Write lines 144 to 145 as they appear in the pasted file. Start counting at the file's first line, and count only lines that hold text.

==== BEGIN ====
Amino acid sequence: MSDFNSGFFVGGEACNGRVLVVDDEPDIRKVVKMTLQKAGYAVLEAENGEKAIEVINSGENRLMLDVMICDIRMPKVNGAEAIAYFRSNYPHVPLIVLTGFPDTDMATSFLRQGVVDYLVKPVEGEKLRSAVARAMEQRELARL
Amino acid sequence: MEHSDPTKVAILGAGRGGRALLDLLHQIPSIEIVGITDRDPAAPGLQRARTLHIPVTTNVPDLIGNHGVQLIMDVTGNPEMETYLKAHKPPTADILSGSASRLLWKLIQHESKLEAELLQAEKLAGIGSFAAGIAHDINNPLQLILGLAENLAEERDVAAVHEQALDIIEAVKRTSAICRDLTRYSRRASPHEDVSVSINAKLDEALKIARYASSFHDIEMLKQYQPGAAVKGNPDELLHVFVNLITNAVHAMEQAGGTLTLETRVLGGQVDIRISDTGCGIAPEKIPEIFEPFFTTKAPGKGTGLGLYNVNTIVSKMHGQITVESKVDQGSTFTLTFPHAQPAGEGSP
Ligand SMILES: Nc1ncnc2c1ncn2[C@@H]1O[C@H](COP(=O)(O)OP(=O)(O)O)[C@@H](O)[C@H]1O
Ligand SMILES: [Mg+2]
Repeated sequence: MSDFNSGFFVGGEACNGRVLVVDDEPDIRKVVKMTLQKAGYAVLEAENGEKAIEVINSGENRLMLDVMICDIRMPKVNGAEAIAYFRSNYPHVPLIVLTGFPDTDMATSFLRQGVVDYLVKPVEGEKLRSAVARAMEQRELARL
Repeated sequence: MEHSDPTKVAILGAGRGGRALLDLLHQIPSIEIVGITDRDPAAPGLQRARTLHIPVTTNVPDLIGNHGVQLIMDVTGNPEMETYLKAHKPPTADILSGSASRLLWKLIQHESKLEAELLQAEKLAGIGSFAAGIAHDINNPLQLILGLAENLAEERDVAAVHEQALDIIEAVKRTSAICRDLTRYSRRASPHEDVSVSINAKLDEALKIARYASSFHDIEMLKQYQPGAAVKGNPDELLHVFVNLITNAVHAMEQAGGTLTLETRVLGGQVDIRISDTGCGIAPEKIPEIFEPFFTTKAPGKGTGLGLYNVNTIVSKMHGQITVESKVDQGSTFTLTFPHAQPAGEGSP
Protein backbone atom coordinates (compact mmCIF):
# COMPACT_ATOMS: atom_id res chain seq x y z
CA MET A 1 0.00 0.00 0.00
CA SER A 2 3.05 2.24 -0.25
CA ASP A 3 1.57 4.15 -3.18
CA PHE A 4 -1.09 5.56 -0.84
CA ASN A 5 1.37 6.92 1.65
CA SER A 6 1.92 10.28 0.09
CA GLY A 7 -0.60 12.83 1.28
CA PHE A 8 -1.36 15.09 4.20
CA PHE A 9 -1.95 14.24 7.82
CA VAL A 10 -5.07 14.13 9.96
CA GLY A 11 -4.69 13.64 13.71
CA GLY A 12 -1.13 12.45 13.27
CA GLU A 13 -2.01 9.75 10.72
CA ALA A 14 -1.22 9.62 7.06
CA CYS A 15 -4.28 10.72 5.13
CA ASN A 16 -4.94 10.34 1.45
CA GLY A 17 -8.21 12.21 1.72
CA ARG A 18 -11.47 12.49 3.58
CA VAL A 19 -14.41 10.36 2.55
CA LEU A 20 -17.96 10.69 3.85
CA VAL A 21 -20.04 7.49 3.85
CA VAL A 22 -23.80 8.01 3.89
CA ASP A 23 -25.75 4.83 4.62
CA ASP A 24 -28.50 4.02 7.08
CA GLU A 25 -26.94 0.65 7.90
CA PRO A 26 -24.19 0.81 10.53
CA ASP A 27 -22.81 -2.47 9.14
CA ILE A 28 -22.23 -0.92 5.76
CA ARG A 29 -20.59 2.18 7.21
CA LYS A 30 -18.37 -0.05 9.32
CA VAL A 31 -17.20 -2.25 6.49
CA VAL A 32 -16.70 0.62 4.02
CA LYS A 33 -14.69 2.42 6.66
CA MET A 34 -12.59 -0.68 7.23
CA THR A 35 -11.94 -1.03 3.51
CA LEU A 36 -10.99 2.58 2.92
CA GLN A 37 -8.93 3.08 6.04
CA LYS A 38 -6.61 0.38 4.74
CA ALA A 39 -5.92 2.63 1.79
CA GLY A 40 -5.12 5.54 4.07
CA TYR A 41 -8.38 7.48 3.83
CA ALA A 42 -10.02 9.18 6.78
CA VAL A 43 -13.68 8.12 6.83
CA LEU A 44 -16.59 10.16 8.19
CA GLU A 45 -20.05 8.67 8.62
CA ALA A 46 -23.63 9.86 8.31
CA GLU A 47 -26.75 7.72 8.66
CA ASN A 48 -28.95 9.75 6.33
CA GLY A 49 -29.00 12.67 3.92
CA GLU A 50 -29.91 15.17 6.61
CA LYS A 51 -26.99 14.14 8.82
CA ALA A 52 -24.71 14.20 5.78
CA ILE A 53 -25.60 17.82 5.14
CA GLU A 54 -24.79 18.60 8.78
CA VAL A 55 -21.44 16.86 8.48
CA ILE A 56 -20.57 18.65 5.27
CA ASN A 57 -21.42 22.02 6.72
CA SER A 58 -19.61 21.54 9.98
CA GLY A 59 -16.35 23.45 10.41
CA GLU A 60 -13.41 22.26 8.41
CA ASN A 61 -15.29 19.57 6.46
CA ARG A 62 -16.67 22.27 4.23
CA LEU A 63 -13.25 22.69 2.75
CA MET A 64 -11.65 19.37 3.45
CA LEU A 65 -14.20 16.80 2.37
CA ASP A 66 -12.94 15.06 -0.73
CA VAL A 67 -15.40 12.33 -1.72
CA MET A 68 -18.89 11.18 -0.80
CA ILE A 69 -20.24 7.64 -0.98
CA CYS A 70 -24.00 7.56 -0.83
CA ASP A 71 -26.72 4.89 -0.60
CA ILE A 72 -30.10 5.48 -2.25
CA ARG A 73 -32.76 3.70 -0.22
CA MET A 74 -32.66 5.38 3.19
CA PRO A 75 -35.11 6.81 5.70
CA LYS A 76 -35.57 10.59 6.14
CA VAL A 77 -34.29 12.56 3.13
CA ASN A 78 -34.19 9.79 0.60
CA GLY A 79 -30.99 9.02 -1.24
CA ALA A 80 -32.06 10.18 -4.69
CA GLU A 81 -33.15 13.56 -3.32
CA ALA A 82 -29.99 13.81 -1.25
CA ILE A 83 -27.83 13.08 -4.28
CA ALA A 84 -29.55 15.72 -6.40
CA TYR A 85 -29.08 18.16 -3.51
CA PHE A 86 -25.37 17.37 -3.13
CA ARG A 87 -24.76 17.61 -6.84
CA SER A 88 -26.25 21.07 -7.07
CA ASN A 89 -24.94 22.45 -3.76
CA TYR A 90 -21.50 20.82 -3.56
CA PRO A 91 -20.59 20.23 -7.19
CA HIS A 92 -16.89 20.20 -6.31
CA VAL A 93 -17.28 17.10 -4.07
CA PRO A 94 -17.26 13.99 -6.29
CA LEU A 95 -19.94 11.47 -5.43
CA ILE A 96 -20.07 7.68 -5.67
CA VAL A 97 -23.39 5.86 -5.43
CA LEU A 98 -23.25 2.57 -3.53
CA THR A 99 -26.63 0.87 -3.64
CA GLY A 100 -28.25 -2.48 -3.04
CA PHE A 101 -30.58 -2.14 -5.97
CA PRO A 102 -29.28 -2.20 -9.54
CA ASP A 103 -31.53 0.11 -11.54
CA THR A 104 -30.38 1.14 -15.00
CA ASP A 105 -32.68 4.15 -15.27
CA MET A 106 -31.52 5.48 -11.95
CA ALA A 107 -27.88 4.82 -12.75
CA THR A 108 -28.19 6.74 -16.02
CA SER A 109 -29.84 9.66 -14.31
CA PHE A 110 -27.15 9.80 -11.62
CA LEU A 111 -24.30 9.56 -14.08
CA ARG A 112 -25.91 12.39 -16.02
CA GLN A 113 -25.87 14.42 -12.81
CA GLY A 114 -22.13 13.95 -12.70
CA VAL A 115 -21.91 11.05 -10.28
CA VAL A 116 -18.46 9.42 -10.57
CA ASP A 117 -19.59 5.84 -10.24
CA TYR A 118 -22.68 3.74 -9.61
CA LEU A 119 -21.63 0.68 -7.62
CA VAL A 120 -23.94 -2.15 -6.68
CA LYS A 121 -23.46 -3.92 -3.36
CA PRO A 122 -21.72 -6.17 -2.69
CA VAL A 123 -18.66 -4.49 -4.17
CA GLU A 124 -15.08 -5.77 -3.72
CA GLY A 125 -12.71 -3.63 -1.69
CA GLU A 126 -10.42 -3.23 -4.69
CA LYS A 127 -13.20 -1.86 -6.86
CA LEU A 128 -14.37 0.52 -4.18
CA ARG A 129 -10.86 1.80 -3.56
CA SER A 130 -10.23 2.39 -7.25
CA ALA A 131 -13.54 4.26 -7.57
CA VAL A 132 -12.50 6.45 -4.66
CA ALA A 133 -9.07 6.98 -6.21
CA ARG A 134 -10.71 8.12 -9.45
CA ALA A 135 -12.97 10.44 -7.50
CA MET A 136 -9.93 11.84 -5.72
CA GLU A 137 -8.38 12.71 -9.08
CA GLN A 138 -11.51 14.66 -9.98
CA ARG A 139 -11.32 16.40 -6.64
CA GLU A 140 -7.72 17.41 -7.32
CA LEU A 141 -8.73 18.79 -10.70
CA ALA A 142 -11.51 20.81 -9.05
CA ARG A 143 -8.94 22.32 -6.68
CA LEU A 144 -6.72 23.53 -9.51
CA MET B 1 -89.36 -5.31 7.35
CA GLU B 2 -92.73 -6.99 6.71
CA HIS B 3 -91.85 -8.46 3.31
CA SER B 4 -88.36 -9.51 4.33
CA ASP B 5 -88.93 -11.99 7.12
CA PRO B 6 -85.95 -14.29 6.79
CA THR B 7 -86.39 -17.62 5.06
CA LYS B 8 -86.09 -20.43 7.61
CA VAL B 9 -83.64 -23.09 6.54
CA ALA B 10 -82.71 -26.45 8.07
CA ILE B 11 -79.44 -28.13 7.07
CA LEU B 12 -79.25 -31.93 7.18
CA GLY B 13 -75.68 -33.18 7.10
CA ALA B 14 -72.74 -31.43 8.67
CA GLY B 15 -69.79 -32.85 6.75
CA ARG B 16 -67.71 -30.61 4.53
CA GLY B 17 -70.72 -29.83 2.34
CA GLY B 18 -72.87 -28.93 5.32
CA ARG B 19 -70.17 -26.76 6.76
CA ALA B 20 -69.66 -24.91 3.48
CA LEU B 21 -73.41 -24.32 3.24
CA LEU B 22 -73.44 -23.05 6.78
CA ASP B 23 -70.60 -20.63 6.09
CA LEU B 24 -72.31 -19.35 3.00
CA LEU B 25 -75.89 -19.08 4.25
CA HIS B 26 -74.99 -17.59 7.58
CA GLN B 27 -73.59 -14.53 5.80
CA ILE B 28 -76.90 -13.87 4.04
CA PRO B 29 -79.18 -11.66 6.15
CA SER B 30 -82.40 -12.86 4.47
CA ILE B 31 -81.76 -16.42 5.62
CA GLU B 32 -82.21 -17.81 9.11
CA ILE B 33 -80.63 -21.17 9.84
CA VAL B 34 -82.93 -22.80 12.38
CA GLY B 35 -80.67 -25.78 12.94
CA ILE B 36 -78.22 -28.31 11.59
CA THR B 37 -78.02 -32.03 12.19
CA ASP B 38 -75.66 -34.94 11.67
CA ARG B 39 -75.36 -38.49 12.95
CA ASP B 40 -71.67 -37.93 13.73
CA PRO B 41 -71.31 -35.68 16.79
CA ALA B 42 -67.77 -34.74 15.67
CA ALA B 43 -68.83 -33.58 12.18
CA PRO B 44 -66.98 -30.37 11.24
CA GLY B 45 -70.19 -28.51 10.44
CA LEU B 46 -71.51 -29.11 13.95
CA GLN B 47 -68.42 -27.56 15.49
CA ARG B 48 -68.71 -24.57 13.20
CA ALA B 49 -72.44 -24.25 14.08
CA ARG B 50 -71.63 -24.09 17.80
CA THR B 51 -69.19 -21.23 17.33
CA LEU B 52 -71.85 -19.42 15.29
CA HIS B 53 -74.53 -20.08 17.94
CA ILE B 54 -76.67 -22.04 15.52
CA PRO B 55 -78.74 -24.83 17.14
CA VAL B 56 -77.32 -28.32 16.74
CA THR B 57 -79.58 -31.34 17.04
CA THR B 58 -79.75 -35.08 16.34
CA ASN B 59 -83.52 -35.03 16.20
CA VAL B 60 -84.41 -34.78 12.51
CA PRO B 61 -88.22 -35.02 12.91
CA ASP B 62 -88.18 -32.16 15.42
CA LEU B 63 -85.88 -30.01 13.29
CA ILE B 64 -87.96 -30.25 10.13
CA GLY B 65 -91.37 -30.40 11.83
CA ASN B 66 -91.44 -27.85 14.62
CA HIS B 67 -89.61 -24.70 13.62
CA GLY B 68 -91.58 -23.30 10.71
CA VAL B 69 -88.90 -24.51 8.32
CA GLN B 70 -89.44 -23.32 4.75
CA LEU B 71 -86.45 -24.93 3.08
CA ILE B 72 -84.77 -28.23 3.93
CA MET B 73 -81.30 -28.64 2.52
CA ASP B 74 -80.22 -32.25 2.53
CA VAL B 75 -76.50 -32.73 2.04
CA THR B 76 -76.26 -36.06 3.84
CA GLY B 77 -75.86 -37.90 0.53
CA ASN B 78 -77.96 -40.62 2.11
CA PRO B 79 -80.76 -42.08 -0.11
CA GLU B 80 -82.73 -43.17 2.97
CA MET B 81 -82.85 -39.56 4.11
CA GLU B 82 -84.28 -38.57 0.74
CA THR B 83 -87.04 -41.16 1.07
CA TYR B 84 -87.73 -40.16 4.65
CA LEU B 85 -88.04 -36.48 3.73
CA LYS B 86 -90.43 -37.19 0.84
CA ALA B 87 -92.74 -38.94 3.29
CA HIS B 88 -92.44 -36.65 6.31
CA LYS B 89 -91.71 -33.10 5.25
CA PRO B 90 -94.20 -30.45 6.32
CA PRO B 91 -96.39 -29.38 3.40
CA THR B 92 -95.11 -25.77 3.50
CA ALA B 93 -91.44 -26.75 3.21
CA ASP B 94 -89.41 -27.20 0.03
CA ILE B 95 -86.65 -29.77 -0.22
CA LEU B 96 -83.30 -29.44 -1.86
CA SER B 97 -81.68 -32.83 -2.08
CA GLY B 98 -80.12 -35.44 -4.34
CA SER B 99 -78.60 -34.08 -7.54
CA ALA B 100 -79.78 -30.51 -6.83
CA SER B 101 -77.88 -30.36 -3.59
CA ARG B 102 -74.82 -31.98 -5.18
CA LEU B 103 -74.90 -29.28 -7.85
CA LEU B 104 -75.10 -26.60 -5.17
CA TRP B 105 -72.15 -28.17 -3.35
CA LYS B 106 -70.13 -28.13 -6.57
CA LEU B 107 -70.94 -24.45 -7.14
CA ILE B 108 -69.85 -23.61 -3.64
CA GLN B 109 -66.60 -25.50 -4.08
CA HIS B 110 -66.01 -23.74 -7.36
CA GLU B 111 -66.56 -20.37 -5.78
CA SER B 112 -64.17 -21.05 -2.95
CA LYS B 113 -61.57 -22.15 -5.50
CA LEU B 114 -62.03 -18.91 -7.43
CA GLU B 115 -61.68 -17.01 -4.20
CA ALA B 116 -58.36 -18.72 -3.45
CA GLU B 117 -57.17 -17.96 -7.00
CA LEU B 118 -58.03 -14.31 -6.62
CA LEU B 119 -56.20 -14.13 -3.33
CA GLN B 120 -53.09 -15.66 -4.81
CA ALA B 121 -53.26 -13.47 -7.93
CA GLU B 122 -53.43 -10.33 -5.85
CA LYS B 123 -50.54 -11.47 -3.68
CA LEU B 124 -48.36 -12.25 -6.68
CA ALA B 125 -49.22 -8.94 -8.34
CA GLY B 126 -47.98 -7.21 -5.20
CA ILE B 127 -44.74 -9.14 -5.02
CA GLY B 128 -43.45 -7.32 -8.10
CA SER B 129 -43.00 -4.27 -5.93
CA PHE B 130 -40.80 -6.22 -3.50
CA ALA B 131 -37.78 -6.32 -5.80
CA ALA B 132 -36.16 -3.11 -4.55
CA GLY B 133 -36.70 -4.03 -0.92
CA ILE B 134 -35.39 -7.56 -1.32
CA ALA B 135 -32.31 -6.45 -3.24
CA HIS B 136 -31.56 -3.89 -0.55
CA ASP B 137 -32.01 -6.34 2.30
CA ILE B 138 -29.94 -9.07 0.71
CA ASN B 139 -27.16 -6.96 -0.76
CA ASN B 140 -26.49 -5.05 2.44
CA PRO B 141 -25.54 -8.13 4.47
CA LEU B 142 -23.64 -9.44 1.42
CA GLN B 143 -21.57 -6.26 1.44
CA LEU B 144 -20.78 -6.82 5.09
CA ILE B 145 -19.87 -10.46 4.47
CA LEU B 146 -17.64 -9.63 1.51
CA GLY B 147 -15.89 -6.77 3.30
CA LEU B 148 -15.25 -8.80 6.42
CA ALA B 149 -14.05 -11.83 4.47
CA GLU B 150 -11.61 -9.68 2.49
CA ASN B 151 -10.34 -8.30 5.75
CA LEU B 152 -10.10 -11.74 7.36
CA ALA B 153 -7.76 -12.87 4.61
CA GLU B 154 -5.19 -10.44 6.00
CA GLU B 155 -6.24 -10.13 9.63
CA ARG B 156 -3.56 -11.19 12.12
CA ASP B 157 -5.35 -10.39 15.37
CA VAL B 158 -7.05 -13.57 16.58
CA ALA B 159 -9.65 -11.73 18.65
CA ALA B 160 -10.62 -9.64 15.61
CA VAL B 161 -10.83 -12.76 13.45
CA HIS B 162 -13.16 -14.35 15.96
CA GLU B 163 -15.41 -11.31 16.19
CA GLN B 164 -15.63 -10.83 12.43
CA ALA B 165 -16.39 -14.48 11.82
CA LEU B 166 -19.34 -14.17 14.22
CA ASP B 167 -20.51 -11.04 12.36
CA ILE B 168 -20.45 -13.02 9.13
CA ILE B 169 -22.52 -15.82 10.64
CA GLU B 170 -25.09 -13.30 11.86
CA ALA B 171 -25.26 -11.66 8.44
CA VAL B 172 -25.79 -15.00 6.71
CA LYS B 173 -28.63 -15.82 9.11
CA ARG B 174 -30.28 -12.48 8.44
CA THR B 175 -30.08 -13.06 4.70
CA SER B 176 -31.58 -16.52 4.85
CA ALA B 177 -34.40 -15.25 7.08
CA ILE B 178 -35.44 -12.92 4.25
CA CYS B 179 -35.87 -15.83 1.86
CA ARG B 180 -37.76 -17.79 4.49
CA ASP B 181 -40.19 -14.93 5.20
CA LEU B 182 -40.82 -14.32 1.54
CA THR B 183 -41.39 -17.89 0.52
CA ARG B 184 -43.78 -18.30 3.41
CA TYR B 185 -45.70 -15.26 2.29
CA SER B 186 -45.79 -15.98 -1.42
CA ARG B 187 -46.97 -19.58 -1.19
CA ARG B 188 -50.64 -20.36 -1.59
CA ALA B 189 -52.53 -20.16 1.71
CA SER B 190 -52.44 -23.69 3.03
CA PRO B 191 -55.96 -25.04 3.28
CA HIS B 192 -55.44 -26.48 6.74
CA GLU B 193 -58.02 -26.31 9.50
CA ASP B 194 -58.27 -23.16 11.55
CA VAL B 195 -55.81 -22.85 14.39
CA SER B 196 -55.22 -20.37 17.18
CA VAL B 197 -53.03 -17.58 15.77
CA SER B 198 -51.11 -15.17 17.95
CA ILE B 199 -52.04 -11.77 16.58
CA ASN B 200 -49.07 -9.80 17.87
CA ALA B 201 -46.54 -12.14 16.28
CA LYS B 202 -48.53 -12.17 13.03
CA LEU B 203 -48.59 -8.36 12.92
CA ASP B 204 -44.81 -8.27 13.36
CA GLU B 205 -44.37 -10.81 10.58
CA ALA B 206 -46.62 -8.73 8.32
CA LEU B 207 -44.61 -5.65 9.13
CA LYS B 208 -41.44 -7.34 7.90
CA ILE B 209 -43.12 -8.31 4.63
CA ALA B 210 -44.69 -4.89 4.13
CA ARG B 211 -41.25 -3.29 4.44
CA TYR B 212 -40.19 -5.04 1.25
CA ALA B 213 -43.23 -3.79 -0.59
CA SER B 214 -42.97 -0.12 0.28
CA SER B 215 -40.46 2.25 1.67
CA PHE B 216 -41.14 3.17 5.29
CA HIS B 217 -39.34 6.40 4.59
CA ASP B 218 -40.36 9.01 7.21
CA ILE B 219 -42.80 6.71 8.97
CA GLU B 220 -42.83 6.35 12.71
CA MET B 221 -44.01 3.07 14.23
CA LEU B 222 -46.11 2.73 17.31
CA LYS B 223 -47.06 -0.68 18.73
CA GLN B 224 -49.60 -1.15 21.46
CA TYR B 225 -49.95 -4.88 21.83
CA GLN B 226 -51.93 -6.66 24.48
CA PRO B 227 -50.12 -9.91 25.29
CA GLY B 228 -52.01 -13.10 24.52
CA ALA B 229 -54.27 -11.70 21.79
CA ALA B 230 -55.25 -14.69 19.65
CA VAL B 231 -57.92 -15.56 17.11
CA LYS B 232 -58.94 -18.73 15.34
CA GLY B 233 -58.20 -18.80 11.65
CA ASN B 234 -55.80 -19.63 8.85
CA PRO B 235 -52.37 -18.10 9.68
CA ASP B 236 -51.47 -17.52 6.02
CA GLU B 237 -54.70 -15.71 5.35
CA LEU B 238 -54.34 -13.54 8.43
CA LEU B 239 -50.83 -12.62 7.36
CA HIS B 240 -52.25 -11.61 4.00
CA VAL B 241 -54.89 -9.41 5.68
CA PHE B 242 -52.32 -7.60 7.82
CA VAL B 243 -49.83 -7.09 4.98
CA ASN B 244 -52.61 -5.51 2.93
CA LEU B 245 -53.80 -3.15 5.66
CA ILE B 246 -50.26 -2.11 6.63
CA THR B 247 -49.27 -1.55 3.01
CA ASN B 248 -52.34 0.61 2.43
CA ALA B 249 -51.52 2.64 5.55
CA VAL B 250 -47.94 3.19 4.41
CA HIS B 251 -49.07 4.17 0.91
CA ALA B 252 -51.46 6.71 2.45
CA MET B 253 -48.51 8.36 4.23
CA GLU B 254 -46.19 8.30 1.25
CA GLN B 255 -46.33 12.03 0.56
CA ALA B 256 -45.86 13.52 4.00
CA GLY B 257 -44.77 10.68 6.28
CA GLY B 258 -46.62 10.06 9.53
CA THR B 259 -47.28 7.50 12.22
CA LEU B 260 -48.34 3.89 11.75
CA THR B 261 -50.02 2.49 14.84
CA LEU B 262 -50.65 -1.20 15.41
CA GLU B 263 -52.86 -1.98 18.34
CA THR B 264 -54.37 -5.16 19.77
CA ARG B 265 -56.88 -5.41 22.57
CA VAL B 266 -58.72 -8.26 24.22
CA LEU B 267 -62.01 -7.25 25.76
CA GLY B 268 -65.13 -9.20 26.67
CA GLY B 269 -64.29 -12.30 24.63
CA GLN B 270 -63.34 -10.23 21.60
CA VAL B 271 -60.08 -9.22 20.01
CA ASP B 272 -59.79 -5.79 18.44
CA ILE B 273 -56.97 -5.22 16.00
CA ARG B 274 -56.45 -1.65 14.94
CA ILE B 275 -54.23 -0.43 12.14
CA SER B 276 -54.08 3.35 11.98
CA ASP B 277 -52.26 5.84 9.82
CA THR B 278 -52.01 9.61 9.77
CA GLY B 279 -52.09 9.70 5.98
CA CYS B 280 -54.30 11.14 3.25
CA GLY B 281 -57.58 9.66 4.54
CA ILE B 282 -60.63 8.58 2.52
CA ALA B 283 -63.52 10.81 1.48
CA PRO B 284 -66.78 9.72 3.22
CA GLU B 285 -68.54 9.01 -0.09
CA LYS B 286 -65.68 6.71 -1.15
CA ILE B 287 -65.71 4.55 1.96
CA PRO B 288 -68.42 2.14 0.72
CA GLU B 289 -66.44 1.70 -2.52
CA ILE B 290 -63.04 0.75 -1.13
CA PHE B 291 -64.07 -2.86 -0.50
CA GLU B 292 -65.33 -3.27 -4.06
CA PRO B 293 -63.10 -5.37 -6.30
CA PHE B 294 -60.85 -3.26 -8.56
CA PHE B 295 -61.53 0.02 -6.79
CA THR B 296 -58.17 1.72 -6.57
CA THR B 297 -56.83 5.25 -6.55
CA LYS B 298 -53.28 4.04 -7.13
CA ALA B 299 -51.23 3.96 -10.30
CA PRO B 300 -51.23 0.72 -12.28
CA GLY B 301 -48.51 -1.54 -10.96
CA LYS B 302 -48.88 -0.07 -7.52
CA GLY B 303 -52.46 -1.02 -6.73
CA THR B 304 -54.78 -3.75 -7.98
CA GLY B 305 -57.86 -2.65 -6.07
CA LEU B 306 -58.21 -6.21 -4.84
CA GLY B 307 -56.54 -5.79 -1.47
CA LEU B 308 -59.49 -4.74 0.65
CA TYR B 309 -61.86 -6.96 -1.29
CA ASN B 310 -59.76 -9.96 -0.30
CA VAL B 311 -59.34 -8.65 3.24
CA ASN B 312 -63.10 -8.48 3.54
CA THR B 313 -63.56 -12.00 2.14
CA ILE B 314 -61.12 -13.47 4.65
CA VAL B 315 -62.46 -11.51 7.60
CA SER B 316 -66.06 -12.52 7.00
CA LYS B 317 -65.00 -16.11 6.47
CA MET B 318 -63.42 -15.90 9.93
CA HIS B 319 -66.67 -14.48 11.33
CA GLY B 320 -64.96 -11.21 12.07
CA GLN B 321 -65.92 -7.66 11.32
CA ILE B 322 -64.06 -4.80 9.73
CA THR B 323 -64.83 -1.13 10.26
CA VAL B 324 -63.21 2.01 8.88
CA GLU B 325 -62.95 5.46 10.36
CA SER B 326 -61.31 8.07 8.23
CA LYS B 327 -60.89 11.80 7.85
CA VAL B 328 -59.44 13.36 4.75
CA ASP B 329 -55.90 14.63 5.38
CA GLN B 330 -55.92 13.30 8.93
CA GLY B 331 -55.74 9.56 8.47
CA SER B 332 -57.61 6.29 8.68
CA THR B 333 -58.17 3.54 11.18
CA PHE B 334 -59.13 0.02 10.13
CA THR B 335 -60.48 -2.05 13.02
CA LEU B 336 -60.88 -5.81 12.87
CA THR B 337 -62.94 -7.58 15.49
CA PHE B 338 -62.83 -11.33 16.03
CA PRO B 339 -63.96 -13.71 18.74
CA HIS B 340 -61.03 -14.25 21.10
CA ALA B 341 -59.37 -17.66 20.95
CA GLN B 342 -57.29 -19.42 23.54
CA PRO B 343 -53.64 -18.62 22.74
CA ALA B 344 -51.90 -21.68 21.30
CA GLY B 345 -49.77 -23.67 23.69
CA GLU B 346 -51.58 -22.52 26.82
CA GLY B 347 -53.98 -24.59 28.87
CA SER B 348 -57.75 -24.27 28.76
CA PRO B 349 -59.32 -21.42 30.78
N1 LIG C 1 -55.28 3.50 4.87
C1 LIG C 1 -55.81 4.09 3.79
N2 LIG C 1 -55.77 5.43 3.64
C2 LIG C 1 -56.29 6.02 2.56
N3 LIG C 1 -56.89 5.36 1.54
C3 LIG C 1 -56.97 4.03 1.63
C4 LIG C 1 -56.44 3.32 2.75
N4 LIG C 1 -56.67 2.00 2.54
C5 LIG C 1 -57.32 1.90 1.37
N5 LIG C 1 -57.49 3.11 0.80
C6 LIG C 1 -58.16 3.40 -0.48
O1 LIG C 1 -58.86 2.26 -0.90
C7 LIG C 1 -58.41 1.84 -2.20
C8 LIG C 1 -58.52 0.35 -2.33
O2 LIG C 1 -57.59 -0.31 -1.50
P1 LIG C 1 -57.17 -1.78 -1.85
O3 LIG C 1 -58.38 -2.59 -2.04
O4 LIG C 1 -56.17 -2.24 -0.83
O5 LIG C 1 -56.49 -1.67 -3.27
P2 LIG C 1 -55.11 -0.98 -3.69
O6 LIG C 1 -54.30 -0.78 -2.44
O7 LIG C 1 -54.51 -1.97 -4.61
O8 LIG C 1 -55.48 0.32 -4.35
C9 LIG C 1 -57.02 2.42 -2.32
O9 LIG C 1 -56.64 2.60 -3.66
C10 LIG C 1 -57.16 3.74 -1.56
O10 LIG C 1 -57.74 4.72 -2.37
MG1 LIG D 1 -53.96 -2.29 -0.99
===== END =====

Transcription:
CA MET A 136 -9.93 11.84 -5.72
CA GLU A 137 -8.38 12.71 -9.08